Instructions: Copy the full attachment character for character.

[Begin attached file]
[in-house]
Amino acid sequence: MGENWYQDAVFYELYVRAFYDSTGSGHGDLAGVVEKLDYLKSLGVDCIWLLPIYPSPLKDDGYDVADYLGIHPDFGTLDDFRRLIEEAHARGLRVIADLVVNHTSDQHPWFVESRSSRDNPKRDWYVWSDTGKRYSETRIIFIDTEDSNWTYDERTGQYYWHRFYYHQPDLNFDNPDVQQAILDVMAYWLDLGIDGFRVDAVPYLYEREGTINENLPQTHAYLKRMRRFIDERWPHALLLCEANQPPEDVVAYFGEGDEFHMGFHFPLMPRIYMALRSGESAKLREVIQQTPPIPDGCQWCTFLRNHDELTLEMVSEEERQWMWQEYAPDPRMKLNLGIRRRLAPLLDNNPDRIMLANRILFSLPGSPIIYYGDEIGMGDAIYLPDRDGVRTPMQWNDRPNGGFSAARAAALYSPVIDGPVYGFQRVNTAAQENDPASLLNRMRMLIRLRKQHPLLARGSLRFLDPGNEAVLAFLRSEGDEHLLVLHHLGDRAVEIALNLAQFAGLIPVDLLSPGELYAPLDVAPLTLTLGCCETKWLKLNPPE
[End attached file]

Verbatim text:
[in-house]
Amino acid sequence: MGENWYQDAVFYELYVRAFYDSTGSGHGDLAGVVEKLDYLKSLGVDCIWLLPIYPSPLKDDGYDVADYLGIHPDFGTLDDFRRLIEEAHARGLRVIADLVVNHTSDQHPWFVESRSSRDNPKRDWYVWSDTGKRYSETRIIFIDTEDSNWTYDERTGQYYWHRFYYHQPDLNFDNPDVQQAILDVMAYWLDLGIDGFRVDAVPYLYEREGTINENLPQTHAYLKRMRRFIDERWPHALLLCEANQPPEDVVAYFGEGDEFHMGFHFPLMPRIYMALRSGESAKLREVIQQTPPIPDGCQWCTFLRNHDELTLEMVSEEERQWMWQEYAPDPRMKLNLGIRRRLAPLLDNNPDRIMLANRILFSLPGSPIIYYGDEIGMGDAIYLPDRDGVRTPMQWNDRPNGGFSAARAAALYSPVIDGPVYGFQRVNTAAQENDPASLLNRMRMLIRLRKQHPLLARGSLRFLDPGNEAVLAFLRSEGDEHLLVLHHLGDRAVEIALNLAQFAGLIPVDLLSPGELYAPLDVAPLTLTLGCCETKWLKLNPPE